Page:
WASHINGTON -- The International Monetary Fund said yesterday that it had endorsed Russia's economic reform plan, paving the way for Moscow to receive up to $4 billion in IMF aid over the next year.
IMF officials said Russia could begin receiving loans from the fund as early as May, a move that will place the Russian economy to some extent under the stewardship of the IMF.
To qualify for the aid, Moscow still would be required to meet certain conditions including stringent targets to control the inflation rate and budget deficit.
The decisions bring Moscow to the verge of membership in the International Monetary Fund, a major step toward eventual integration of the Russian economy with the West.
IMF officials said they expect Russia and most of the other 14 former Soviet republics to join the fund late this month. Aid to the republics aside from Russia could total about $2.3 billion over the next year.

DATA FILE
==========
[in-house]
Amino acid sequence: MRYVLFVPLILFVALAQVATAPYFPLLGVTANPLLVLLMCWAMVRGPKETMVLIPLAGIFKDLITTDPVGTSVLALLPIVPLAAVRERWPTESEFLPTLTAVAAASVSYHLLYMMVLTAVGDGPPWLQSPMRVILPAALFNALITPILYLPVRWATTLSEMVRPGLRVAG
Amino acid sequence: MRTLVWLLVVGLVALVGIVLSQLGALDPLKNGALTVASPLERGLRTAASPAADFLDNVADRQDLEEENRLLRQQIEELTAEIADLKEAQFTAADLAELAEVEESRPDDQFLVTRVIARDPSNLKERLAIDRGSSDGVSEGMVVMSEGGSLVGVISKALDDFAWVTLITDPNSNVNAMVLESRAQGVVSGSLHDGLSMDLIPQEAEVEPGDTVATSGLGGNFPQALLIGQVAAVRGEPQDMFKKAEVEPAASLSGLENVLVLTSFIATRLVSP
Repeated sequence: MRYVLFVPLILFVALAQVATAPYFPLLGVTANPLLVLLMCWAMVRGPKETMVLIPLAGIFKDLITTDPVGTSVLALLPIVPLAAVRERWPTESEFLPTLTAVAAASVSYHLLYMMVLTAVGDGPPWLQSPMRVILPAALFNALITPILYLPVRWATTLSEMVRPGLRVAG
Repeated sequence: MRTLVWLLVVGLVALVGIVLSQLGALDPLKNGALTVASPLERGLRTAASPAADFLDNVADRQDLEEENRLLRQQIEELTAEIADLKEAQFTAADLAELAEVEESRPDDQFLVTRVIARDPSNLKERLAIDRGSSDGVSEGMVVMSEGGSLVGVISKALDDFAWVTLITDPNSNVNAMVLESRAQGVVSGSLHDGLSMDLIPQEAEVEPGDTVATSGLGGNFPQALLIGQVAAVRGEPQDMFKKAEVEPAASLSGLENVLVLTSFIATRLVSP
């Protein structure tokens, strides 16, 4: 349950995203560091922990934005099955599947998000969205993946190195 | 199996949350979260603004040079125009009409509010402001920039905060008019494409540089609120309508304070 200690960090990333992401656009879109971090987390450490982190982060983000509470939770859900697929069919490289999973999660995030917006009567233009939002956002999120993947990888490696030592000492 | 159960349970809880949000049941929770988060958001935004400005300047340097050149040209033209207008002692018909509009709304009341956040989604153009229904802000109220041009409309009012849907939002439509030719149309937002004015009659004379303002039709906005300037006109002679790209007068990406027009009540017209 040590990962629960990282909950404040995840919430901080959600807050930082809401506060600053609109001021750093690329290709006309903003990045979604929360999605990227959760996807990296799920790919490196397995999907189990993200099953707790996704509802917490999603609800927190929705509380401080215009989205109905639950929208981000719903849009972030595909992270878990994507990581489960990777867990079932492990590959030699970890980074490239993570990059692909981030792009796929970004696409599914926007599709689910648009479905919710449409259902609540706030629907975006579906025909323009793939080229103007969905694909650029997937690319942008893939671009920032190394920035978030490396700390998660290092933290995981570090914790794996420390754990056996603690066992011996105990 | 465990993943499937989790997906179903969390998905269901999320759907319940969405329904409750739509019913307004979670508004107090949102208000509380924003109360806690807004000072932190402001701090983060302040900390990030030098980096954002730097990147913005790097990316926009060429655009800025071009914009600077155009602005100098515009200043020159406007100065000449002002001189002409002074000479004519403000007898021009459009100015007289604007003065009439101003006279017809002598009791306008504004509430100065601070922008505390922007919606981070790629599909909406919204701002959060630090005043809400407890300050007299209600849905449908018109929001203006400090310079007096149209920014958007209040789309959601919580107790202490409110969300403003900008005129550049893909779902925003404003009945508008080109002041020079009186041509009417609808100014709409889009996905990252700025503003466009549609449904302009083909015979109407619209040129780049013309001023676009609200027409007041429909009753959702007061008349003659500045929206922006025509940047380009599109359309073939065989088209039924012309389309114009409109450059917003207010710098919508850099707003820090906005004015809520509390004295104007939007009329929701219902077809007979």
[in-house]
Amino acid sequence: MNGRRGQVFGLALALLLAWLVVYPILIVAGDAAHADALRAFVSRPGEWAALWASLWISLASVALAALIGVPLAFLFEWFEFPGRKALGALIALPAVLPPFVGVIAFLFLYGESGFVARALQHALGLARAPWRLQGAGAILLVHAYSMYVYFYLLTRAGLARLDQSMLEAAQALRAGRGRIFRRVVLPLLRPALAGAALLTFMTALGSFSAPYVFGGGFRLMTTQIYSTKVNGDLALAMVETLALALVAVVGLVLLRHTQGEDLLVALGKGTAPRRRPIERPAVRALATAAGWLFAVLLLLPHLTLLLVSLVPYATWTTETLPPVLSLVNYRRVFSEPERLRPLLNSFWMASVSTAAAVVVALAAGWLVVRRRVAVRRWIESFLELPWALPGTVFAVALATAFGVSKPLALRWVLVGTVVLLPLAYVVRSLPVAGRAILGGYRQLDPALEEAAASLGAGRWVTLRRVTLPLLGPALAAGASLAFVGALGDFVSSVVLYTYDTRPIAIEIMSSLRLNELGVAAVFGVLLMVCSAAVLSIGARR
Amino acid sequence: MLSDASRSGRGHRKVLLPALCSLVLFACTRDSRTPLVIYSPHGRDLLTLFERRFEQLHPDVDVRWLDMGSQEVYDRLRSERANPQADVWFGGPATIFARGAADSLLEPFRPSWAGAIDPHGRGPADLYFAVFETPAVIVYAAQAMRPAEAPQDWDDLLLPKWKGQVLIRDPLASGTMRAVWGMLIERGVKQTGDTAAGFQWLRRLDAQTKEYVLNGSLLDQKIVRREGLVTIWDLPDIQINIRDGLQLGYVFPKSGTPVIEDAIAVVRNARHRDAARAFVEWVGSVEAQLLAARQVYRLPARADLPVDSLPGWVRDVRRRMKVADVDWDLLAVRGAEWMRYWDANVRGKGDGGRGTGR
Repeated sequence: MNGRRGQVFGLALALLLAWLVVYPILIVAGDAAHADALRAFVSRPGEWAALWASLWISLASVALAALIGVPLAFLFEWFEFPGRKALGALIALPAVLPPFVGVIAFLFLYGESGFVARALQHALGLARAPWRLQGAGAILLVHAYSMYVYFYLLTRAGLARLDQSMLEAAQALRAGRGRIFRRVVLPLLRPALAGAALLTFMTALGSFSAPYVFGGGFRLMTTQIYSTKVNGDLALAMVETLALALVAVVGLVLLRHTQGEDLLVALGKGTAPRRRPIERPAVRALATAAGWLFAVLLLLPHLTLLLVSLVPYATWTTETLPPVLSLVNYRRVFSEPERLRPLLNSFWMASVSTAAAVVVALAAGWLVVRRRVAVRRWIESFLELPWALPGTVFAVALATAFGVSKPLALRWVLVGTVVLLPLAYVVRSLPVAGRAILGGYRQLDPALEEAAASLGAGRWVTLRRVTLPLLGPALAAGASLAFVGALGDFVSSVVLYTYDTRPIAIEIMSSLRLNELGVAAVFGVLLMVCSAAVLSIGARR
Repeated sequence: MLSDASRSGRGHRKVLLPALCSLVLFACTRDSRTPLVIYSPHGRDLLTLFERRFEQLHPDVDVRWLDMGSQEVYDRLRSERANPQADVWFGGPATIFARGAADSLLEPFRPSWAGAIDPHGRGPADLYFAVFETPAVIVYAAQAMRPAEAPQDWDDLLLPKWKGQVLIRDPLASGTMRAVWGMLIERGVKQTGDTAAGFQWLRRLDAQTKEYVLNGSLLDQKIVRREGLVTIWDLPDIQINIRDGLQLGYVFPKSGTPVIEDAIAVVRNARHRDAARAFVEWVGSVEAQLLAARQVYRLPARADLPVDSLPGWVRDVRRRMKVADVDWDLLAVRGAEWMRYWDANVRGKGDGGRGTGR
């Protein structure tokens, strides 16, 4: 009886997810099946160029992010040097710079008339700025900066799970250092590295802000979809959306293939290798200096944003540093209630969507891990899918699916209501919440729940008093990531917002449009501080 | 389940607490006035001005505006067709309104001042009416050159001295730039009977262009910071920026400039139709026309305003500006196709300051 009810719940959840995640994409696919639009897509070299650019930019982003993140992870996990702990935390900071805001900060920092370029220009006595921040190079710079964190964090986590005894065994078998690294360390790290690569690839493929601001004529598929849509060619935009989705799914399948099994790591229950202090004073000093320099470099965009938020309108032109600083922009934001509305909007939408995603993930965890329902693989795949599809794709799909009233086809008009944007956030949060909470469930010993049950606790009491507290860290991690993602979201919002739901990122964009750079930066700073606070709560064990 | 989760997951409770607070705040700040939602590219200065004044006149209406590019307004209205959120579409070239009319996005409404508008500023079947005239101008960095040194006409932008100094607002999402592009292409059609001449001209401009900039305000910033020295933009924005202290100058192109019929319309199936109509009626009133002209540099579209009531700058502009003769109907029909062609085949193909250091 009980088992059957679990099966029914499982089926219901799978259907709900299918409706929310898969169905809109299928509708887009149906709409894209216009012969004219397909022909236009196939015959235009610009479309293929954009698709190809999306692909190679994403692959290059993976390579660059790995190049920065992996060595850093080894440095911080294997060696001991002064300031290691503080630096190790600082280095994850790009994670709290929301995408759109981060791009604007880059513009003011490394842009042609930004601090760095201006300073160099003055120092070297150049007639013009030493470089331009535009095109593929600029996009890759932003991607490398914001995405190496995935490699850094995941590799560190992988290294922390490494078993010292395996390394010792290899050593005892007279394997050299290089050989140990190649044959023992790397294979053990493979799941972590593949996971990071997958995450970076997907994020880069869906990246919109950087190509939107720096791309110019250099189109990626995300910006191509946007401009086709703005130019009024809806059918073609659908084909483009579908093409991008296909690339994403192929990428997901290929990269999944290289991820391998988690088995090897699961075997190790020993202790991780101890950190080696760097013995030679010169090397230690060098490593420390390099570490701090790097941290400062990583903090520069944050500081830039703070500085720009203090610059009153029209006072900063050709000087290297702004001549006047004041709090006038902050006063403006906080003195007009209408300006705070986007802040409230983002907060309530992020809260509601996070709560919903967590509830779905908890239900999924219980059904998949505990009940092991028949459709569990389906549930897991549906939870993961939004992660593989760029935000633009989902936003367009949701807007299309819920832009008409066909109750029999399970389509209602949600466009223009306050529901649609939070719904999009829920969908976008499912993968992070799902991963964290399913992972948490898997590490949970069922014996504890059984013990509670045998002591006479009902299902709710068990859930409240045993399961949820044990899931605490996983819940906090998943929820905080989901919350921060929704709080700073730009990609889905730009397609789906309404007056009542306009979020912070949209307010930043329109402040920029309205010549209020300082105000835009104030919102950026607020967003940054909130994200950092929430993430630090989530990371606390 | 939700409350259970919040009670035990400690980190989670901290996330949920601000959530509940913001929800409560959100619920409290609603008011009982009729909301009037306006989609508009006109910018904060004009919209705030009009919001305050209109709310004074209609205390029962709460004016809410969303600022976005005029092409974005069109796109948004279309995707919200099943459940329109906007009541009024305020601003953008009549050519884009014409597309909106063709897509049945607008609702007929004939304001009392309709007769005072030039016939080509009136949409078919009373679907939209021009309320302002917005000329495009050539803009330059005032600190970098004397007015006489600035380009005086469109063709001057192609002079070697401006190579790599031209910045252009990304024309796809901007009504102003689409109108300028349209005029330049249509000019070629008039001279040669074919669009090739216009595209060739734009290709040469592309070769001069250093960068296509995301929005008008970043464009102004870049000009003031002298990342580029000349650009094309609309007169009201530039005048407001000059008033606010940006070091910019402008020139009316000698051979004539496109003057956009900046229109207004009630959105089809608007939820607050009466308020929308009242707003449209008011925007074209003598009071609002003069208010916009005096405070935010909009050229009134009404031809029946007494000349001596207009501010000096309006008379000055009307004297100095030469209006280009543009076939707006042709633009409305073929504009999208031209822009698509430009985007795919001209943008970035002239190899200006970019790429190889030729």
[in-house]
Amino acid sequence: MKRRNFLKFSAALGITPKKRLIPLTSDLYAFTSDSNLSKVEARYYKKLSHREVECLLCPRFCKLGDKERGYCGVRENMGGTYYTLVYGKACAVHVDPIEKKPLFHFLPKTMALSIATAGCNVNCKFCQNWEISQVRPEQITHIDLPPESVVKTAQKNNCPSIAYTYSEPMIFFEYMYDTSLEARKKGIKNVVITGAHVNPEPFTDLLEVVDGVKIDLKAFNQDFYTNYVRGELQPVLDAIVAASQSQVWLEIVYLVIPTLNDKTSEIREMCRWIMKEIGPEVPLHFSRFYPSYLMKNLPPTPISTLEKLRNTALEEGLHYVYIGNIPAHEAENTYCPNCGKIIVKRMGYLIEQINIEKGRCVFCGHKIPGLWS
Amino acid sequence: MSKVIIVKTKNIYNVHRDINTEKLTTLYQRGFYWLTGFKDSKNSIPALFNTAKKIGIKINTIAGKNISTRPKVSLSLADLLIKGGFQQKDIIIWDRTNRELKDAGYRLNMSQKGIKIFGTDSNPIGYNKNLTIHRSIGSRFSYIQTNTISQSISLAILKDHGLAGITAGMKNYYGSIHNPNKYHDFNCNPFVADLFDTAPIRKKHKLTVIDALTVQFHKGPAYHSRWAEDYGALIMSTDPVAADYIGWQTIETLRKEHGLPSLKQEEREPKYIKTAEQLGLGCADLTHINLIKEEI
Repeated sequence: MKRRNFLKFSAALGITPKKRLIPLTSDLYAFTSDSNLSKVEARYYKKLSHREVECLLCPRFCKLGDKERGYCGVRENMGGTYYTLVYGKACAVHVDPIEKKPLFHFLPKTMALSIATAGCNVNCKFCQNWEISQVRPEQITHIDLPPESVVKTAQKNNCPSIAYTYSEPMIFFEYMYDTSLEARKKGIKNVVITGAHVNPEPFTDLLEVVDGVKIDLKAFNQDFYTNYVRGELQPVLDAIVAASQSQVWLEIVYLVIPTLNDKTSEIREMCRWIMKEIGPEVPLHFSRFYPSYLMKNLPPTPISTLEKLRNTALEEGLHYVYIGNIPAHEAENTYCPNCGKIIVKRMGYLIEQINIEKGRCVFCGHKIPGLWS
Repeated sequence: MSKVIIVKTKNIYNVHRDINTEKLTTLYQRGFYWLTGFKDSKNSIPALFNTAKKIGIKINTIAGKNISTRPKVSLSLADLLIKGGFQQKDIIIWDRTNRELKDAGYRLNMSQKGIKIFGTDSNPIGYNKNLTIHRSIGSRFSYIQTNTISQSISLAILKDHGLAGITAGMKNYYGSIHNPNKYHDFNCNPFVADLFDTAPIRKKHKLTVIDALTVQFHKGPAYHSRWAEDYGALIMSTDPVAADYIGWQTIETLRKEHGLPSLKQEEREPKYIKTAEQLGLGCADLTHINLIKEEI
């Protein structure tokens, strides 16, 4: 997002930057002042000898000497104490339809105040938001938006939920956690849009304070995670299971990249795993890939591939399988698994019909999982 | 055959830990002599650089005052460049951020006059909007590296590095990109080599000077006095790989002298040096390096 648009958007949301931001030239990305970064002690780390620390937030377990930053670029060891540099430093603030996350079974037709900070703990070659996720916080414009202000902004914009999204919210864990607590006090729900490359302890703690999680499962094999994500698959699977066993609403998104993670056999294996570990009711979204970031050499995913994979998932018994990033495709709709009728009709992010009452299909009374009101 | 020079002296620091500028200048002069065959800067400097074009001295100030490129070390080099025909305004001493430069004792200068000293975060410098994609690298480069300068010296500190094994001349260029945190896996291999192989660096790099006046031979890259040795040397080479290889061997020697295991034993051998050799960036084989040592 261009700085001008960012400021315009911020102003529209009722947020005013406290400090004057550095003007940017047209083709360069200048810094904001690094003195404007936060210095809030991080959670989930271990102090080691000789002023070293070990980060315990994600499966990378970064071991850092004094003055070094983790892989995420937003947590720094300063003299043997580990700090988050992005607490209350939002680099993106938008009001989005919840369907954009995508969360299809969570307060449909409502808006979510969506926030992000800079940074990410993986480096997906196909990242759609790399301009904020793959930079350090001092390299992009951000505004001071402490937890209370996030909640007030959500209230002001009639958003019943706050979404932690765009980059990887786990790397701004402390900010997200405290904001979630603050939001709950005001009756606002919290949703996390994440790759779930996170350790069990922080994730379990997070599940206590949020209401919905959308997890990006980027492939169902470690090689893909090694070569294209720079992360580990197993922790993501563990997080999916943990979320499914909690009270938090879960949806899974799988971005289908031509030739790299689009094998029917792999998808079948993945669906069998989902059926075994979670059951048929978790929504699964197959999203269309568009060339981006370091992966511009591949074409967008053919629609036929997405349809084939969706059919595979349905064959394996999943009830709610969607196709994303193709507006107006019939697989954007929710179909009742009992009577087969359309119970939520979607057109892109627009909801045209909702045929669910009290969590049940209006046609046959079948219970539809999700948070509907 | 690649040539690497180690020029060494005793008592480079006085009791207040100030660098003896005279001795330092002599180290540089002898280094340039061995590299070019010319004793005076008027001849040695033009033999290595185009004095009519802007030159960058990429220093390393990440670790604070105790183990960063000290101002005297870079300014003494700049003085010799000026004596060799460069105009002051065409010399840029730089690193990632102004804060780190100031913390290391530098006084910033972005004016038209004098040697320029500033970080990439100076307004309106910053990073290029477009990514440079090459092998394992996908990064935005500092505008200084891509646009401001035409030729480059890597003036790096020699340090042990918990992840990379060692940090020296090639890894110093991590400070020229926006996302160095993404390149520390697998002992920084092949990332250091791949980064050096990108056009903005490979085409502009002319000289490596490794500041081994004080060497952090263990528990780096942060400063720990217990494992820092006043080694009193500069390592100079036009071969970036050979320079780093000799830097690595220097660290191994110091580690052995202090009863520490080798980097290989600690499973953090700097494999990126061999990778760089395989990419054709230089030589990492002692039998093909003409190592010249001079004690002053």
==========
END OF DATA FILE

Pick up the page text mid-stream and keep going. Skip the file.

Altogether, Russia and the other former republics could qualify for as much as $18 billion in IMF aid over the next three years. But this sum is contingent on an increase in international support for the fund, including a $12 billion contribution from the United States.
President Bush is expected to announce today a large-scale aid package to help Russia and the other republics. Administration officials say the package will include a request to Congress to authorize the additional $12 billion contribution to the IMF.
The White House and Congress have hesitated to push for the money in an election year when foreign aid of any kind is considered unpopular.